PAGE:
Authors: Karl Ove Knausgaard,Don Bartlett
‘Where did you put them? I can’t see them anywhere?’
‘By the flower,’ she said.
Flower? I went back, peered between the flower pots on the windowsill, no, not there.
Could she have meant the yucca?
Yes, indeed. They were in the pot. I grabbed them, brushed the earth off over the pot, took them to the bathroom and wiped off the rest, then put them under the chair where her jacket was.
The interruption for cake, which had occupied all the children’s attention, might give her a chance for a new beginning, I thought, perhaps it would be easier to be there after that.
‘I’m going to have a piece of cake too,’ I said to her. ‘I’ll be in the kitchen. Just come and find me if there is anything you want, OK?’
It was only half past six according to the clock above the kitchen door. No one had left yet, so we would have to wait for a while. I cut myself a thin sliver of the cake on the worktop, put it on a plate and sat at the other side of the table as my seat was occupied.
‘There’s coffee as well if you’d like some,’ Erik said, looking at me with a kind of pregnant smile, as if there lay more in the question and what he said than met the eye. For all I knew, it was a technique he had learned so as to appear important, more or less like the tricks the average writer resorts to when trying to lend his stories the semblance of immense profundity.
Or had he really seen something?
‘Yes, please,’ I said and got up, took a cup from the pile and filled it with coffee from the grey Stelton pot nearby. By the time I got back to my seat he was on his way out of the room. Frida was talking about a coffee machine she had bought, it was expensive and she had been torn, but she had no regrets, it was definitely worth the money, the coffee was fantastic, and it was important to spoil yourself with such things, perhaps more important than was generally thought. Linus talked about a Smith and Jones sketch he had seen once, two guys sitting at a table with a cafetière in front of them, one presses the plunger, but everything is pushed down, not just the coffee grains, until the jug is empty. No one laughed, and Linus hunched his shoulders and raised his palms.
‘A simple coffee anecdote,’ he said. ‘Anyone got a better one?’
Vanja stood in the doorway. Her gaze took in the table, and when she had found me, she came over.
‘Do you want to go home?’ I said.
‘Right, do you know what?’ I said. ‘I do too. I’ll just eat this cake first. And drink my coffee. Do you want to sit on my lap in the meantime?’
She nodded again. I lifted her up.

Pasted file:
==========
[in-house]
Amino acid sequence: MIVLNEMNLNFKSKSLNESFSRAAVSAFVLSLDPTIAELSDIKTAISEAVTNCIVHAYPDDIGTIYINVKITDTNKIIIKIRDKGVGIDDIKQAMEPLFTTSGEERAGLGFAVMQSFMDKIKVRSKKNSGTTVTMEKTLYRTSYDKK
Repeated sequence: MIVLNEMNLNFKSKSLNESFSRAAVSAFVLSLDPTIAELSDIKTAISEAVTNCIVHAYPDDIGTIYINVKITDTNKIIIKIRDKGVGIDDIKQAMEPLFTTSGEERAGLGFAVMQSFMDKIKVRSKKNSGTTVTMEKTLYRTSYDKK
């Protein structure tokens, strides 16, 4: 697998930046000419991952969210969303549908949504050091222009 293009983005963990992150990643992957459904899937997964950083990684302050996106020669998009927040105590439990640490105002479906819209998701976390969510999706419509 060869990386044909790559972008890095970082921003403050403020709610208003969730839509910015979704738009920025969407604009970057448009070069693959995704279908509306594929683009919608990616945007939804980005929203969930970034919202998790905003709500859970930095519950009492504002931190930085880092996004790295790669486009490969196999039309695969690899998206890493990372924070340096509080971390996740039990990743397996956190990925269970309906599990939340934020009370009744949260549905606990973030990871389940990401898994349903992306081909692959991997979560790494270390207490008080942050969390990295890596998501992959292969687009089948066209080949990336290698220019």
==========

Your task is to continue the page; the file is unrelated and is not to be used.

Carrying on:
‘Nice you could come, Vanja,’ Frida said to her with a smile from the other side of the table. ‘Soon it’ll be fishing time. You want to join in, don’t you?’
Vanja nodded and Frida turned back to Linus. There was a TV series on Home Box Office she had seen, but he had missed it, and she couldn’t praise it enough.
‘Do you want to?’ I asked. ‘Shall we wait for the fishing game before going?’
Vanja shook her head.
In the game each child was given a little fishing rod which they would cast over a sheet behind which an adult sat waiting to attach a bag containing a prize, some sweets or small toy or the like. In this family they would probably fill it with peas or artichokes, I thought, manoeuvring my fork down past Vanja to my plate, where I cut off a piece with the edge – brown crust under the white cream, yellow inside, with red streaks of jam – twisted my wrist so that the piece of cake remained on the fork, raised it past Vanja, and inserted it in my mouth. The base was too dry, and there was far too little sugar in the cream, but with a mouthful of coffee it wasn’t too bad.
‘Would you like a bit?’ I asked. Vanja nodded. I forked a piece into her open mouth. She looked up and smiled.
‘I can go into the living room with you,’ I said. ‘Then we can see what the others are doing. And maybe join in the fishing game as well?’
‘You said we were going home,’ she said.
‘I did. Let’s be off.’
I placed the fork on the plate, finished off the coffee, put her on the floor and stood up. Looked around. No eyes met mine.
‘We’ll be on our way now,’ I said.
Right then Erik came in with a small bamboo pole in one hand and a plastic Hemköp bag in the other.
‘We’re going to do the fishing now,’ he said.
Some got up to join in, others remained where they were. No one had noticed that I had said goodbye. And since people’s attention around the table had been drawn in different directions now, I saw no need to say it again. Instead I laid my hand on Vanja’s shoulder and led her out. In the living room Erik shouted ‘Fishing!’ and all the children hurried past us to the end of the hall where the cover, a white sheet, hung from wall to wall. Erik, who followed them like a shepherd, told them to sit down. Standing in the hall with Vanja and putting on her jacket, we could see right into the room.
I pulled up the zip on her red bubble jacket, which was already a little tight, set the red Polarn O. Pyret woolly hat on her head and buttoned up the chinstrap, placed her boots in front of her so that she could stick her feet in them herself, and zipped them from the back when she was ready.
‘There we are,’ I said. ‘Now all we have to do is say thank you and we can go. Come on.’
She raised her arms towards me.
‘Can’t you walk?’ I said.
She shook her head, keeping her arms outstretched.
‘OK,’ I said. ‘But first I’ll have to put on my things.’
In the hall Benjamin was the first to ‘fish’. He cast his line, and someone, I suppose Erik, caught it on the other side.
‘I’ve got a bite!’ Benjamin shouted.
The parents standing along the wall smiled, the children on the floor shouted and laughed. The next second Benjamin yanked at his rod, and a red and white Hemköp goodie bag came flying over the sheet, attached by a clothes peg. He removed it and took a few steps away to open the bag in peace and quiet while the next child, Theresa, grabbed the fishing rod, helped by her mother. I wound my scarf round my neck and buttoned up the reefer jacket I had bought on offer last spring at Paul Smith in Stockholm, put on the hat I had bought at the same place, bent down over the pile of shoes by the wall, found mine, a pair of black Wrangler shoes with yellow laces I had bought in Copenhagen when I was at the book fair, and which I had never liked, not even when I bought them, and which furthermore were now tainted by the thought of the catastrophe that had befallen me there, as I had been incapable of answering sensibly a single question the enthusiastic and insightful interviewer had asked me on the stage. The reason I hadn’t thrown them out long ago rested exclusively on the fact that we were hard up. And the laces were so yellow!
I tied them and stood up.